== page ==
Premiership rugby returns after a five-month hiatus on Friday, and while the league positions are the same, the personnel are quite different.
Some big stars have joined the league, others have left and there have been some high-profile transfers, with most deals going through on 1 July.
It leaves a unique situation of squads built for the 2020-21 season playing out the elongated 2019-20 campaign.
Add to that the coronavirus pandemic which wreaked havoc on the finances of Premiership clubs – leading to the salary cap being cut by £1.4m per club from 2021-22, and a scramble to get players re-signed before new rules came into force.
So which team has had the best summer and which clubs need to worry?
Does anyone have a more star-studded line-up than Bristol? Boasting a squad which already had Charles Piutau, Nathan Hughes and Steve Luatua, they have gone big this summer.
England prop Kyle Sinckler has joined from Harlequins to boost the front row, while star Fiji winger Semi Radradra brings even more power to a terrifying back division.
“I think he’s the most devastating attacking player in world rugby. It takes two or three people to stop him,” England and Harlequins scrum-half Danny Care said of Radradra.
He told the BBC’s Rugby Union Weekly podcast: “You’ve got him and Charles Piutau in the back line and I think they’re going to be pretty special. They’ve got every chance of going all the way this year.”
Add to that the club’s two Saracens loanees – highly rated fly-half Max Malins and England flanker Ben Earl – and this looks like a squad that could go all the way.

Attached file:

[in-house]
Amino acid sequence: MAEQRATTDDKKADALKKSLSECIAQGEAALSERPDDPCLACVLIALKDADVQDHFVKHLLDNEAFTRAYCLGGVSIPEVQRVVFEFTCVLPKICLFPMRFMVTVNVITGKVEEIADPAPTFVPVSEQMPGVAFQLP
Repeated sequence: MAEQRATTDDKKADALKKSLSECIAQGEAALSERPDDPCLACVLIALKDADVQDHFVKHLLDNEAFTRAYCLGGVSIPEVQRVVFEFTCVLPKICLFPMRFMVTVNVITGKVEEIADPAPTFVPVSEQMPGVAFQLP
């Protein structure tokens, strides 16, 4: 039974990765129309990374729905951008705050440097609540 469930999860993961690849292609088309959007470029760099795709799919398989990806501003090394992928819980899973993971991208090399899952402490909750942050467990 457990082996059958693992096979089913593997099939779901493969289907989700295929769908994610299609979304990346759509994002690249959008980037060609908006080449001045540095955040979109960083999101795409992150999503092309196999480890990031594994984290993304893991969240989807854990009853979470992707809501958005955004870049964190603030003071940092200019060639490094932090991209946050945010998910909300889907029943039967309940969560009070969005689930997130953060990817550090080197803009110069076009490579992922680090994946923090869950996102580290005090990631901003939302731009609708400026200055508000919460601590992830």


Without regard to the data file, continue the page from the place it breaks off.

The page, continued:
The Bears have also lost relatively few frontline players – former Ireland fly-half Ian Madigan the highest profile departure, moving to Ulster.
Manu moves north to bolster Sale
Manu Tuilagi’s future was the big summer saga after the England centre refused a revised deal from Leicester.
Sale offered the World Cup finalist a new home which allows him to keep his England eligibility, and he joins a side that further strengthened in midfield with the signing of long-time Exeter battering ram Sam Hill.
Like Bristol, Sale retained all of their big names after agreeing revised deals – among them Faf de Klerk, Lood de Jager, the Du Preez brothers and Tom and Ben Curry.
In second place before the season was suspended, it would be a surprise if the Sharks failed to make the play-offs.
Gray bolsters Exeter as White departs
As ever, it is a case of evolution rather than revolution for Premiership leaders Exeter.
Their big summer signing was Scotland’s star lock Jonny Gray and he will add more firepower to a pack of forwards that are probably the most ruthless in the league.
“He doesn’t miss tackles,” former England wing Ugo Monye told Rugby Union Weekly.
“Exeter don’t sign many players, they’re all about consistency of squad, but when they do recruit – Stuart Hogg last year, this year Jonny Gray – they all make a difference.”
But could Exeter’s biggest problem be the departure Australia scrum-half Nic White? He has been a cornerstone of the side but returned to his homeland with the Brumbies in a deal that allowed him to play in last year’s World Cup.
Rob Baxter has brought in Scotland’s Sam Hidalgo-Clyne to replace him, while the club also has once-capped England nine Jack Maunder and Stuart Townsend as options. But can any of them fill the White-sized void?
Exeter should make the top four barring an unlikely collapse, but will they make a fifth successive final and win a second title?
Wholesale changes at Leicester
If Exeter is evolution over revolution, it is the opposite at Welford Road.
Of the 15 players that started Leicester’s last game on 7 March, just six remain. Almost 30 players have departed while just over half of that number have come in.
No club had more pandemic-related contract problems than the Tigers. We know about Tuilagi, but highly-rated full-back Telusa Veainu, ex-England centre Kyle Eastmond and prop Greg Bateman also left.